zaterdag, april 15, 2006

Capitulo lagrimoso

Sì come al nascer piansi i’ vo piangendo,

E cusì pianger fin morte conviene,

Che in pianto un mal principio va sequendo.

Piansi in fasce, nel latte, & quando dieme

Nel petto il colpo Amor, piansi & hor piango

Per spezar quel che in duro pianto tieme;

La man con denti miei piangendo frango

Che nel dar fin son pigre al lungo pianto,

Del qual per pianger mai scarso rimango.

Piango perché nel ventre non fui franto,

Piango che fuor di quel nei teneri anni

Morte non posse il pianger mio da canto;

Piango quel dì che agli amorosi inganni

Lusingando fui perso; e piango il loco

Che fu principio dil mio pianto e danni.

Piange il solaccio, il suono, il canto e il loco,

Le rime e i versi; e piango il primo sguardo

Dove causò il mio lungo pianto e foco.

Piango perché non fu di tosco il dardo,

Piango perché né un serpe la catena,

Ché piangendo al morir non seria tardo.

Piango perché la fronte alma e serena

Non mi fu nel dur pianger di Medusa,

Ch’io sarei fuor di pianto e fuor di pena.

Piango la fiamma che gran tempo chiusa

Tenuta ho dentro il petto, e piango il laccio

Che piangendo mi fa l’alma confusa.

Piango il dur pianto, la ferita e il laccio,

Piango che uscir poeta di pianto amaro

Entrai piangendo qual huom scioccho e paccio;

Piango ch’io non conobbi il scur dal chiaro,

Piango che scorto fui da un finto aspetto,

Cusì piangendo ale mie spese imparo.

Piango senz’alma e senza cor nel petto,

Pien de pianto, suspir, de affanno e stento,

Dove piangendo stesso m’ho in dispetto;

Piango i miei tristi dì spesi in tormento,

Piango le notti che al fin scorto m’hanno,

E piango mie fatiche sparse al vento.

Piango il fidel servir mio senze inganno,

Piango mia pura fede, e il raro amore,

Piango miei persi pasi e il longo affanno.

I’ piango gli anni, i mesi, i giorni e l’hore,

Ché piangendo hanmi a cotal grado scorto

Ch’io son de pianto herede e senza core.

Piango il lungo martir e il gaudio corto,

Anci piango non altri che me stesso,

Che piangendo mi fei de vivo morto.

Piango che al tristo fin mi sento appresso,

Piango e piangendo in pianto più me accendo,

Ché per mio eterno pianto ha il ciel premesso

Che qual nacqui tapin mora piangendo.

--Giovanni Meli
Opera nova amorosa de Nocturno Napolitano

nb: the curious path to getting to Sicilian poet Giovanni Meli began with an article in the Guardian about how Bernardo Provenzano was finally tracked down after 43 years on the run.

Within the article it was mentioned that his wife was from Cinisi, which was "the muse of the renowned Sicilian poet Giovanni Meli, who has been in the small town between 1767 and 1772 to do his work as county doctor. There he composed some of his best lyrics looking at beautiful sea of Sicily that washes the coasts of cinisense coastal."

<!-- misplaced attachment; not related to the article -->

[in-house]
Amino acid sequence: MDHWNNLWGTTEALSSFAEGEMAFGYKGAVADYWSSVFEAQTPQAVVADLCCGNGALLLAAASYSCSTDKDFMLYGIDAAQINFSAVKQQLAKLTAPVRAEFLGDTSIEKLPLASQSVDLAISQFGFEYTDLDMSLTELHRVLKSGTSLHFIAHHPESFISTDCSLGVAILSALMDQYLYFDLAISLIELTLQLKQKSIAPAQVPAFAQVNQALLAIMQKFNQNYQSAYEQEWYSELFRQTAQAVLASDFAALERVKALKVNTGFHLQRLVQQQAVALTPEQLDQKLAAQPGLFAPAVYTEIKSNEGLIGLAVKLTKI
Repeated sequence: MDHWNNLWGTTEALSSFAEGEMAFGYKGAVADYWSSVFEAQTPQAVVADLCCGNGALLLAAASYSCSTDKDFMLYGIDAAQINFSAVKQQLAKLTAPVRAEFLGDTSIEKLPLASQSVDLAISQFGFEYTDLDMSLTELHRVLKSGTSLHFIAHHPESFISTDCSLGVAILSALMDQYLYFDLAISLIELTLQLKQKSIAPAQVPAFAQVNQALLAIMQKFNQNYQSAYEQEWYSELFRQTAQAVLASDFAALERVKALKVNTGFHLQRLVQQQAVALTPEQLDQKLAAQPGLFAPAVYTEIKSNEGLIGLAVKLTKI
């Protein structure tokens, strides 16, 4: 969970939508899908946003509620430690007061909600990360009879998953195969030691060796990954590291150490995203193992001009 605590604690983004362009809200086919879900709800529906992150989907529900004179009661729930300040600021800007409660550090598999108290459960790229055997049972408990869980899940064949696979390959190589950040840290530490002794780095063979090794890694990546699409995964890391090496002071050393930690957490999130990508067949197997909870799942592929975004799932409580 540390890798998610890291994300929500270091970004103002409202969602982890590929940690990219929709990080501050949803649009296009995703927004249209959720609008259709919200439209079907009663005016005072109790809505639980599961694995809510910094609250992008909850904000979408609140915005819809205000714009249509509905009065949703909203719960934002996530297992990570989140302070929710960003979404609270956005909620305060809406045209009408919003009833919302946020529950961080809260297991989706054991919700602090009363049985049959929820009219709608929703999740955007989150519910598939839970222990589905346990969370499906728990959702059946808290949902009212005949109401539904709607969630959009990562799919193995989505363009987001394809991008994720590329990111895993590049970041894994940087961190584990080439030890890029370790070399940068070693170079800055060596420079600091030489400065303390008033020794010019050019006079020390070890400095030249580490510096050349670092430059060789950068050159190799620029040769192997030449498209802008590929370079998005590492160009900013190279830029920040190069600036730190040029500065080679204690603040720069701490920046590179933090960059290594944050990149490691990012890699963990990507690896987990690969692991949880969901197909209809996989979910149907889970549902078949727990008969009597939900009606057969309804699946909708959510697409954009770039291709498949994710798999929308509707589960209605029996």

Memories of Serge via the Guardian..

Serge and Jane Berkin, 1971

"We sat there patiently waiting until the air was suddenly rent with horrible screaming sounds followed by a cacophony of Gallic swearing. The owner of the cinema had just informed Gainsbourg in the lobby that he was entering a no-smoking zone and the great man had thrown a royal fit. Five minutes later he entered the room, his face lost in a dense fog of cigarette smoke - the owner was carrying a huge ashtray and stood next to him like his eunuch flunky catching the ash as it fell - and stumbled to the podium. He looked absolutely terrible - his face and body utterly polluted from alcohol abuse, his eyes ugly unfocussed slits, his voice a sneerful rasping whisper. He began to tell an obscene story involving Brigitte Bardot and a champagne bottle but he was too drunk to remember the ending so he staggered offstage, literally collapsing into a nearby seat. Everyone else gave him a standing ovation but I just sat there, stunned. I'd never seen anything quite like this: a beloved icon who'd lost all self-control and who was making an ignominious public spectacle of himself over and over again and yet his public wasn't repelled in the least. On the contrary, they couldn't seem to get enough of watching his continued self-abasement."


Ultra Kultura specializes in alternative and extreme forms of literature. Sex and drugs feature prominently in its books -- but not much more so than in many recent Russian movies. It tends to favor anti-establishment authors, such as National Bolshevik Party founder Eduard Limonov. The head of the publishing house, Ilya Kormiltsev, is a poet with some cult standing, thanks to his work on the lyrics of the rock band Nautilus Pompilius. After the news broke, he challenged Chuyev to a debate on the talk show "To the Barrier," but the deputy declined, citing, among other reasons, his unwillingness to "advertise Kormiltsev and Ultra Kultura for a nationwide audience."

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